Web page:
the employee as a figure of construction - and the organisation as a multitude of fictitious selves making trouble with themselves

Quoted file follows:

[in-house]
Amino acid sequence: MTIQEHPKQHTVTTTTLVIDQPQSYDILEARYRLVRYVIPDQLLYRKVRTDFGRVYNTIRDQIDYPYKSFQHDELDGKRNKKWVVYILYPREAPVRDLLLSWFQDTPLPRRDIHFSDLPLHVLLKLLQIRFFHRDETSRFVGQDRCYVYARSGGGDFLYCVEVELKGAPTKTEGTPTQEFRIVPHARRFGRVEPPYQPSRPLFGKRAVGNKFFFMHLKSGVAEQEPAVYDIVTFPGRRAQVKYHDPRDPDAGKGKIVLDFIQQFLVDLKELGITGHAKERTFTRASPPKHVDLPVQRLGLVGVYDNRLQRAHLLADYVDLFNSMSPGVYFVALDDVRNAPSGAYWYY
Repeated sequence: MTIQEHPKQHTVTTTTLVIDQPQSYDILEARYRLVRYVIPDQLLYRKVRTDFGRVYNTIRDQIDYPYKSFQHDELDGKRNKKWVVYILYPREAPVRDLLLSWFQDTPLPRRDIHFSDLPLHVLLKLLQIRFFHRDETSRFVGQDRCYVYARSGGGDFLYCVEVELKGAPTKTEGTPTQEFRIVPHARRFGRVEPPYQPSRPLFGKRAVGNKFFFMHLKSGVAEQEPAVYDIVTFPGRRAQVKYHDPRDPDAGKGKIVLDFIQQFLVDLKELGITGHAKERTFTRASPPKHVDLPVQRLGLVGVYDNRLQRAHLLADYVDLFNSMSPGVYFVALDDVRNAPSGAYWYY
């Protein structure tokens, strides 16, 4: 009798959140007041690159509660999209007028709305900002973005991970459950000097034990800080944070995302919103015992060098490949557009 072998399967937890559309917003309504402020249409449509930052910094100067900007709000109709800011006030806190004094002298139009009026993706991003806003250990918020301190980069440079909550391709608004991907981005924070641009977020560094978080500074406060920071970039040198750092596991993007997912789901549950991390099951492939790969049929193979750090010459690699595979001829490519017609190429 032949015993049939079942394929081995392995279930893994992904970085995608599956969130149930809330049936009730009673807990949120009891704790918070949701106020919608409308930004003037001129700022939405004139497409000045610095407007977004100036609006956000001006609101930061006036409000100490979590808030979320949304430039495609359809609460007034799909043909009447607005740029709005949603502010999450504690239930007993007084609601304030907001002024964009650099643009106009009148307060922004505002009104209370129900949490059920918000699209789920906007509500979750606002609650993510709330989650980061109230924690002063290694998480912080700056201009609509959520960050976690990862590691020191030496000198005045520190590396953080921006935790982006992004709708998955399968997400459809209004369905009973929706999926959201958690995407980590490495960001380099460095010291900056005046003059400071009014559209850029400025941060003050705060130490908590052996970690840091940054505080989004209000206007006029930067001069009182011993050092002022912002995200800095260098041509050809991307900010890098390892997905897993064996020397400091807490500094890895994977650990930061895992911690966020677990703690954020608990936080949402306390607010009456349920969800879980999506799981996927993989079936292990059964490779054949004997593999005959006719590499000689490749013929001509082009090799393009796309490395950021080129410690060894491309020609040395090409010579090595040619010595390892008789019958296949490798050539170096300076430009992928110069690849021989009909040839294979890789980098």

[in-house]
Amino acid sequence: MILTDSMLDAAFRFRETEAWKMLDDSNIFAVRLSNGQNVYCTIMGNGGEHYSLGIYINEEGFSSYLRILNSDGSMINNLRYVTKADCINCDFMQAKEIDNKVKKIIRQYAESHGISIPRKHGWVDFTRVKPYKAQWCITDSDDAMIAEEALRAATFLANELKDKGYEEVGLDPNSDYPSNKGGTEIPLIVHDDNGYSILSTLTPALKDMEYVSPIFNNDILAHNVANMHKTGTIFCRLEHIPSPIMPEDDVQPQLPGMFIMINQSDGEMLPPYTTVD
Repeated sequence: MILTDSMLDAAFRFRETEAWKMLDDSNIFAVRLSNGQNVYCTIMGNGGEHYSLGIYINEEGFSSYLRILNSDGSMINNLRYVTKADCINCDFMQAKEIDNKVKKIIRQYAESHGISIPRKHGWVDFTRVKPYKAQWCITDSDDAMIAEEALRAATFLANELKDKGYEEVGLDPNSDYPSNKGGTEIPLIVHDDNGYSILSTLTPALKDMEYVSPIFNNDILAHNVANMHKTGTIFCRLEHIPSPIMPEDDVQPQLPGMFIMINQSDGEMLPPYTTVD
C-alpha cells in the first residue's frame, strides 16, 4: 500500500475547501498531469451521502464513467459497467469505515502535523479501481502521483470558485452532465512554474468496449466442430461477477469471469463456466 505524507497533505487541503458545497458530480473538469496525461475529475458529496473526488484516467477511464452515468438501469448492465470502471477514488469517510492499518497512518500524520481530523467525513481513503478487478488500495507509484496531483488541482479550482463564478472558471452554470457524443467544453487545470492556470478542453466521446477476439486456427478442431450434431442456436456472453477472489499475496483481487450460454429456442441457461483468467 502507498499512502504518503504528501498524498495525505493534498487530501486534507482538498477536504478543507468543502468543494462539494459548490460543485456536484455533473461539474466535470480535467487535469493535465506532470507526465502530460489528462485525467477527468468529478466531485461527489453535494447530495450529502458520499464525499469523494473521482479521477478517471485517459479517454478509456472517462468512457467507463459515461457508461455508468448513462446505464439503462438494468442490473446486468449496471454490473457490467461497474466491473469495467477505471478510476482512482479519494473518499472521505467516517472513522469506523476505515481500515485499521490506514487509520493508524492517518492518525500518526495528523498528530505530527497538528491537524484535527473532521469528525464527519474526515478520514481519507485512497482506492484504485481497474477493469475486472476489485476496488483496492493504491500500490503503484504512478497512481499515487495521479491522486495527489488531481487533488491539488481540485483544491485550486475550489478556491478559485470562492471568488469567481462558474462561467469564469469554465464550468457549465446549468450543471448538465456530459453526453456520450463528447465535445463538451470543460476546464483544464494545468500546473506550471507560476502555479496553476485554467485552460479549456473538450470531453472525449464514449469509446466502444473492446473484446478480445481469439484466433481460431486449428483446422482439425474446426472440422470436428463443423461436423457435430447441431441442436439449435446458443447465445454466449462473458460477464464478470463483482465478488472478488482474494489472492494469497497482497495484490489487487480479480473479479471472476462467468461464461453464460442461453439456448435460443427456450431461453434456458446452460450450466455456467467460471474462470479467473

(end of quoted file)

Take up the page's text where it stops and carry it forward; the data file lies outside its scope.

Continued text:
Taking a study of an open-plan office (Amhøj, 2007) as an illustrative example, the article claims that the modern employee is informed to be a figure of construction that constantly create and recreate the conditions of the organisation and the possible subject positions in it. This challenges our understandings of the formal and bureaucratic organisation and our notions of counter-power: Subjective and particular conditions are not necessarily signs of ‘the death of the organisation' or resistance against power but of how the employee tries to by recognised as a member in the self-created organisation. Analytically the article points to the necessity of not reducing the subject to a role, a competence, an essence or a discursive subject position which per se is capable of negotiating the social conditions. This type of essentialist reductions and analytical presumptions will already in advance fixate on notions of how the subject is, becomes or is able to situate itself in the social, organisational or personal system of co-ordinates. Consequently, the article argues in favour of including Foucault's studies of events such as confession and examination but it tries to pull them a bit further by purposing that management technologies today creates construction as an central event. From this point of view intersections between different so called ‘active selves' is what makes organisation and power possible.